It's not every company that can register $11.68 billion in quarterly profits -- and still disappoint the analysts. Yet Exxon Mobil Corp. is a special company in many ways, and analysts have their own view on the world.
Poor Exxon. Its profit margin is a meager 8.5 percent of sales. It doesn't have enough places to drill. Costs are going up. Skilled manpower is scarce. Despite all that, it is still under attack from members of Congress, consumer groups and environmental groups. And now the analysts are disappointed too!
As usual, it helps to take a step back to put things in the right perspective. First, a word on Exxon's behalf. Most people don't appreciate just how enormous the oil business is. Exxon Mobil is operating in 200 countries. It has a staggering number of refineries, gasoline stations and, most important, oil wells. It has a huge chemical business. As it pointed out several times today in conference calls, it has 119 projects underway to bring on more oil and gas production. Its $25 billion capital spending program for this year is two and a half times the amount Boone Pickens wants to spend on a giant wind farm over the next three years. The spending program is two and a half times as big as the combined revenues of half a dozen of the world's biggest solar companies and the biggest wind turbine company put together. Our addiction to oil is an expensive habit.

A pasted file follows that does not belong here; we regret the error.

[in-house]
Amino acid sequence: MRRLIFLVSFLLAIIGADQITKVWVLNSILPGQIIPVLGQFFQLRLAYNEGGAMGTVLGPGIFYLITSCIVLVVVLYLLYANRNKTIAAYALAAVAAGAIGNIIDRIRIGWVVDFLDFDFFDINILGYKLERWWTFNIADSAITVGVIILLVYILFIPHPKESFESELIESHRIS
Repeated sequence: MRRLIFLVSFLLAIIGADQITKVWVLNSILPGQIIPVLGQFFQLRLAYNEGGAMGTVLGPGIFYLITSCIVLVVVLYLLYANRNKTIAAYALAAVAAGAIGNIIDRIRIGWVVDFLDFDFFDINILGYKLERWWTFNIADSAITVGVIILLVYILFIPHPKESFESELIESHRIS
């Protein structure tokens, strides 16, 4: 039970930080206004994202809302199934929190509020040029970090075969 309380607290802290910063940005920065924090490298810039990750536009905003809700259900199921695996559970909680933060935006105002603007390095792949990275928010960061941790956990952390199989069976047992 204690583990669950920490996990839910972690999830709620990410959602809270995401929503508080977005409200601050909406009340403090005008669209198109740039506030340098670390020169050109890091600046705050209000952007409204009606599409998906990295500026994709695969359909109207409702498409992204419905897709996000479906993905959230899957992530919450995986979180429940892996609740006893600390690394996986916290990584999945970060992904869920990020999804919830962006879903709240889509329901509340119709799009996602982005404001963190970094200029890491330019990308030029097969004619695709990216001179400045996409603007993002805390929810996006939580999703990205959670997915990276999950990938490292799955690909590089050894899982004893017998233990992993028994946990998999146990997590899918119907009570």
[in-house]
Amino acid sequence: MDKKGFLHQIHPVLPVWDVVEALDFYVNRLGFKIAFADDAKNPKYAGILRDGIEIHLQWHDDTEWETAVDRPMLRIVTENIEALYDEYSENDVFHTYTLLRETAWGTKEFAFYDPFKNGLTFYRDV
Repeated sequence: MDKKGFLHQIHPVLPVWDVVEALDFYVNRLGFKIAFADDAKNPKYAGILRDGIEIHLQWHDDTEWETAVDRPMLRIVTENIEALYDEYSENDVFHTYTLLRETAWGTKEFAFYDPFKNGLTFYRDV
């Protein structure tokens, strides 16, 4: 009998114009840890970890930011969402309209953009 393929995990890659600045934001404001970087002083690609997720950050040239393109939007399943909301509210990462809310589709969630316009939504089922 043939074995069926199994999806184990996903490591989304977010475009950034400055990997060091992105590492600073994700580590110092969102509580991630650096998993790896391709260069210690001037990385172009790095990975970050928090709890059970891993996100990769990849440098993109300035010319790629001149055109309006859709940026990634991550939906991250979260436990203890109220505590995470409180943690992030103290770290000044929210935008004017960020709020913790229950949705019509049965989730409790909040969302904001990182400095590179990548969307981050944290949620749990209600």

Having said that, it's hard to feel sorry for Exxon. Most of the oil it is pumping out of the ground was found and developed when oil prices this high were something that couldn't be imagined. Less than three years ago, its chairman said that the then-$60 a barrel price of oil included $20 of speculation. The increase in price - after subtracting taxes and cost increases -- is what economists would call a windfall. The oil companies correctly note that finding new oil reserves will cost more than it did to find the ones we're using now. Still, it seems only natural for consumers to wonder whether that windfall is being put to good use.
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